Students from Botswana and Tanzania have been named winners of the 2018 DStv Eutelsat Star Awards competition, which aims at increasing awareness of science and technology among young people across Africa.
In a ceremony in Accra, Ghana, 18-year-old Tanaka Chonyera of Botswana was named continental winner of the essay category while 19-year-old Priscilla Marealle of Tanzania won the continental poster category.
Entries were received from across Africa for the 2018 competition, which was the eighth annual running of the event and which in the past has seen Zimbabwean winners at continental level. Prizewinners in the two categories – poster and essay – are named at national level in each of the countries of entry, and these go forward for consideration for continental prizes.
This year’s national winners from Zimbabwe were named last week; in the essay category, the 2018 winner was Isaiah Marikopo (19) of Allan Wilson High School in Harare, while the runner-upwas Devine Madzima (14) of Dzivarasekwa High School, also in Harare. In the poster category,Munashe Chikuni (18) of Mutare Boys’ High School was named winner, and the runner-up was 14-year-old Malvin Muparutsa, also of Mutare Boys’ High School.
At the continental awards ceremony in Ghana this week, judges said of Tanaka Chonyera’s entry: “It was quite clear that he has cultivated his passion with research and study that has resulted in sound knowledge and understanding of the subject matter.”
Referring to the poster category winner from Tanzania, they said: “The poster was artistically well executed, with imaginative use of mixed media to create visual interest. Consistent with the topic, the poster depicts how satellite technology can be further embraced in Africa to address key continental challenges, such as protection and monitoring of biodiversity, agriculture and mineral resources.”
The pan-African DStv Eutelsat Awards competition has helped invigorate a passion for science and technology among the younger generation across the continent and, over its eight years of existence, has attracted more than 8 000 entries from more than a dozen countries. In the past eight years 16 overall winners’ horizons have been broadened by the once-in-a-lifetime experiences the competition has afforded them.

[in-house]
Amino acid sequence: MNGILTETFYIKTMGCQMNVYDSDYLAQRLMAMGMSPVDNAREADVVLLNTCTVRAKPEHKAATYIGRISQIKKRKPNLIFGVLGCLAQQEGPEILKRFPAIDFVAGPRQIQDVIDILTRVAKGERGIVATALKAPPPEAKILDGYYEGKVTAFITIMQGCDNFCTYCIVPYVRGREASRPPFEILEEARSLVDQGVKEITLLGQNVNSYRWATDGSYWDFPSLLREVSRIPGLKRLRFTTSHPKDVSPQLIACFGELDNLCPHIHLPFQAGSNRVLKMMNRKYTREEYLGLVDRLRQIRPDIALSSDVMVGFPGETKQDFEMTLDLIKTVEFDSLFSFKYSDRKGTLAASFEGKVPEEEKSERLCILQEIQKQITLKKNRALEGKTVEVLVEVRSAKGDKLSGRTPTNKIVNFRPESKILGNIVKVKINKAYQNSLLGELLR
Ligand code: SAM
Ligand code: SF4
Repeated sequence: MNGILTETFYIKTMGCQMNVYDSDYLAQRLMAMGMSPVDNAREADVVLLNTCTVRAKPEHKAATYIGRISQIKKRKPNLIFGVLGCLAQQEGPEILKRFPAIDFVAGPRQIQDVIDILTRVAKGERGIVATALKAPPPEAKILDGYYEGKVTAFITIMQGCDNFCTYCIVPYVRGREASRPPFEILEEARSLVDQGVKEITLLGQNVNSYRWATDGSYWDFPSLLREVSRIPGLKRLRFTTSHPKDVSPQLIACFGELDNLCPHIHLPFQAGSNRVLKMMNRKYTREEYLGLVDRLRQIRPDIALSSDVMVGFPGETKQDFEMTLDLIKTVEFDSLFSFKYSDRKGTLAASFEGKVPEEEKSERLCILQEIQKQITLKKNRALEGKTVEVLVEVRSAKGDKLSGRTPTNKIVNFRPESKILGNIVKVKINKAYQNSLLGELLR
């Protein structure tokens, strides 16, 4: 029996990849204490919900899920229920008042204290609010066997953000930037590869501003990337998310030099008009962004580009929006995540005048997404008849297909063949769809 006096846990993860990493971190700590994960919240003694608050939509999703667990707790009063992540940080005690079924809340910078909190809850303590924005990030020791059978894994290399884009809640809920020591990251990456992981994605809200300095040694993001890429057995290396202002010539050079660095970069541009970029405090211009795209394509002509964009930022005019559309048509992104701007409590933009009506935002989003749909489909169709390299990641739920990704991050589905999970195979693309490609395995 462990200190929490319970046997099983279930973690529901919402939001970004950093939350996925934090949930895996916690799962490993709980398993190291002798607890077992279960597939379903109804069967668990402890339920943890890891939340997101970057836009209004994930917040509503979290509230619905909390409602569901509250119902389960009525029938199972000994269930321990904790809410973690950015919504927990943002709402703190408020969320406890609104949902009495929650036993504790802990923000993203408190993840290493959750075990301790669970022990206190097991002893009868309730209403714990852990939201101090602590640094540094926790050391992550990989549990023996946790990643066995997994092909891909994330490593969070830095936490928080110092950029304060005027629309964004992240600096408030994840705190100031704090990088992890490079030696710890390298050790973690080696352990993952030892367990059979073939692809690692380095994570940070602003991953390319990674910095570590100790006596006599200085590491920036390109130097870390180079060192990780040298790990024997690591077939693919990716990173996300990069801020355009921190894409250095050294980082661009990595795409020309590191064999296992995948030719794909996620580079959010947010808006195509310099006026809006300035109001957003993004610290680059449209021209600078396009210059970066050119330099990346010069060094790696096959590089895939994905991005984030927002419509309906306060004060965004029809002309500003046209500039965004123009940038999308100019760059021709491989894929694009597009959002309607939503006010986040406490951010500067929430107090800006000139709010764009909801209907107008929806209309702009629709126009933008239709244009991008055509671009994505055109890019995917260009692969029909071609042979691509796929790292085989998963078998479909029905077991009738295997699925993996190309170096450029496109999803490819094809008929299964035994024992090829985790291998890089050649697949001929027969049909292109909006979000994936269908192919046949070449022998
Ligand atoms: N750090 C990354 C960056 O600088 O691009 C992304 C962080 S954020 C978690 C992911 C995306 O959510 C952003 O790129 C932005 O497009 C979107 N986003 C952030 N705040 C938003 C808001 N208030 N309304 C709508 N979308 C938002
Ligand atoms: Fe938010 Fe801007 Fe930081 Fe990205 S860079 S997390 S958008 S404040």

The continental winner in the essay category wins a trip for two to Paris and then goes on to a launch site in French Guyana to witness a rocket being sent into space to place a satellite into orbit. The winner in the poster category wins a trip for two to visit the South African National Space Agency and MultiChoice facilities in South Africa. The two schools attended by the overall winners are each honoured with a DStv installation, including dish, TV set, PVR decoder and free access to the DStv Education Package.
In the 2018 competition, students from secondary schools were tasked with writing a creative essay or designing a poster based on the topic: “Currently, satellites are being used in a variety of ways but there is always room for expansion and growth. Write an essay or design a poster on areas you believe the full potential of satellites has not yet been tapped into or embraced.”
Said Liz Dziva, publicity and public relations manager of MultiChoice Zimbabwe: “We were delighted with the number and quality of entries in both categories from students in Zimbabwe and while we were disappointed not to have any winners at continental level we are thrilled that interest in science and technology is so strong in Zimbabwe and that this competition has helped foster that interest.”